One frequent explanation is that fermented beverages spoil quickly and are much weaker in alcoholic content, which is not more than 14 percent in wine and 7 percent in beer, and often less. (Early modern wines—less potent than today’s beverages—were also commonly diluted with water before being drunk, lowering the percentage of alcohol further.) Spirits packed a far heftier ethanol punch. “This changed profoundly the economic and social role of alcoholic drinks,” writes the historian David Christian, “for distilled drinks were to fermented drinks what guns were to bows and arrows: instruments of a potency unimaginable in most traditional societies.”10
Some traditional societies fared worse than others. Hunter-gatherers were hit harder than sedentary agricultural peoples, who were more constrained by community controls. Festive northern and eastern European drinkers and their American descendants had more trouble with grain spirits than the Romanized wine drinkers of southern Europe, who preferred their alcohol in moderation and on a full stomach. Les misérables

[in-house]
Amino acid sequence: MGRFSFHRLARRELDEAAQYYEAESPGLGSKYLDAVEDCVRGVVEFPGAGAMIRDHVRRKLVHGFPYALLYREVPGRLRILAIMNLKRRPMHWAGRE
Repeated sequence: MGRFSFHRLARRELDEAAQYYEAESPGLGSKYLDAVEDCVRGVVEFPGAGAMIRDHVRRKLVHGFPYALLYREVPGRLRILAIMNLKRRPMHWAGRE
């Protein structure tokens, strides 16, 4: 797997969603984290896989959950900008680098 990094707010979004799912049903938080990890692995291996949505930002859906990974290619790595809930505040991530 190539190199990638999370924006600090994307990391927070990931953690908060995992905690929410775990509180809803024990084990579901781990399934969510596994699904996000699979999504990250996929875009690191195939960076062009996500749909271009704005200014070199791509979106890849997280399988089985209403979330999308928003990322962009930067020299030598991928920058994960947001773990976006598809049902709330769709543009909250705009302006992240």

swilled more gin than les bourgeois
. Everywhere the cultural norms and social circumstances of those who were exposed to liquor, as well as those who did the exposing, influenced the prevalence of problem drinking.11
Yet it is hard to escape the logic of David Christian’s observation. When familiar drugs are processed in unfamiliar ways, increasing their potency to unprecedented levels, heightened abuse inevitably, if not always evenly, follows. This is an important and recurring theme in drug history. Wine is to brandy as opium is to morphine, coca is to cocaine, or shag tobacco is to the modern cigarette. The history of psychoactive substances resembles that of the arms race. Technological change continuously raises the human stakes.
Europeans learned of tobacco in 1492, when two members of Columbus’s party observed Tainos Indians smoking leaves rolled into large cigars. Subsequent contacts revealed that Indians also chewed and sniffed the drug, methods of administration that one day would be emulated by millions of Europeans. But for most of the sixteenth century tobacco was a sideshow—a botanical curiosity, an exotic medicine, or a raffish toy introduced to English courtiers by Sir Walter Raleigh. Sailors spread the smoking habit in humbler circles, in the taverns and brothels of numberless ports of call. With more deliberation, the Spanish used one of their Manila galleons to transplant tobacco to the Philippines, where after 1575 it quickly became a cash crop.